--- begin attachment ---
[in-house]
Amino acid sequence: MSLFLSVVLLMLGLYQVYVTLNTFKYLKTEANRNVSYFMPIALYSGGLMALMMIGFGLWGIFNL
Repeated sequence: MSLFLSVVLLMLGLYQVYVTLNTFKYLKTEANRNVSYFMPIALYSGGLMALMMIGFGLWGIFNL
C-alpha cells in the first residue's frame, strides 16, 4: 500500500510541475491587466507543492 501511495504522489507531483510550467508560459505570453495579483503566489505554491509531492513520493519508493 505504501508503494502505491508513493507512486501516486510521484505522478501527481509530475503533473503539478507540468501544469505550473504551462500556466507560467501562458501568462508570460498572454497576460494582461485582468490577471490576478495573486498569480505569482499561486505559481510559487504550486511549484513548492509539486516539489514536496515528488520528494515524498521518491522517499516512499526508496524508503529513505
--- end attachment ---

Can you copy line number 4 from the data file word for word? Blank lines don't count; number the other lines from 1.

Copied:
C-alpha cells in the first residue's frame, strides 16, 4: 500500500510541475491587466507543492 501511495504522489507531483510550467508560459505570453495579483503566489505554491509531492513520493519508493 505504501508503494502505491508513493507512486501516486510521484505522478501527481509530475503533473503539478507540468501544469505550473504551462500556466507560467501562458501568462508570460498572454497576460494582461485582468490577471490576478495573486498569480505569482499561486505559481510559487504550486511549484513548492509539486516539489514536496515528488520528494515524498521518491522517499516512499526508496524508503529513505